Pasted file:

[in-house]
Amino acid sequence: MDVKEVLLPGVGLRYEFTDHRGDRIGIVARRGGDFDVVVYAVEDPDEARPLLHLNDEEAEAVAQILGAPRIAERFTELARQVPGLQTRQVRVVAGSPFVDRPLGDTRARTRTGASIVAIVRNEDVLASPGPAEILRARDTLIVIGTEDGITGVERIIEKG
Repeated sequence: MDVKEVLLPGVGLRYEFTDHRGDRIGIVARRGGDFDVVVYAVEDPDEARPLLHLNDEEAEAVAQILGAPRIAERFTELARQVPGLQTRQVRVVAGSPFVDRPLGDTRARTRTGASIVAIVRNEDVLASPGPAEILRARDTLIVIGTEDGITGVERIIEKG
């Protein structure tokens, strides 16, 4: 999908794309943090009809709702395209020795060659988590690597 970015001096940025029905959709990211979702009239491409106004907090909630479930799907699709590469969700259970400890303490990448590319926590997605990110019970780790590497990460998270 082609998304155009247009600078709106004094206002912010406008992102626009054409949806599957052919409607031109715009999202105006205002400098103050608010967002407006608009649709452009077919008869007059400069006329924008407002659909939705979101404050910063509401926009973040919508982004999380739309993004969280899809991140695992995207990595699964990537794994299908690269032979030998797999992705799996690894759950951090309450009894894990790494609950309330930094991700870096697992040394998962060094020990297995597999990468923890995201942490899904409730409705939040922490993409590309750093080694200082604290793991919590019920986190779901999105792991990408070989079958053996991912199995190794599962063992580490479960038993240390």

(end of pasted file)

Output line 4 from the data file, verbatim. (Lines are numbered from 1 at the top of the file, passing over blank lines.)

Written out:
């Protein structure tokens, strides 16, 4: 999908794309943090009809709702395209020795060659988590690597 970015001096940025029905959709990211979702009239491409106004907090909630479930799907699709590469969700259970400890303490990448590319926590997605990110019970780790590497990460998270 082609998304155009247009600078709106004094206002912010406008992102626009054409949806599957052919409607031109715009999202105006205002400098103050608010967002407006608009649709452009077919008869007059400069006329924008407002659909939705979101404050910063509401926009973040919508982004999380739309993004969280899809991140695992995207990595699964990537794994299908690269032979030998797999992705799996690894759950951090309450009894894990790494609950309330930094991700870096697992040394998962060094020990297995597999990468923890995201942490899904409730409705939040922490993409590309750093080694200082604290793991919590019920986190779901999105792991990408070989079958053996991912199995190794599962063992580490479960038993240390």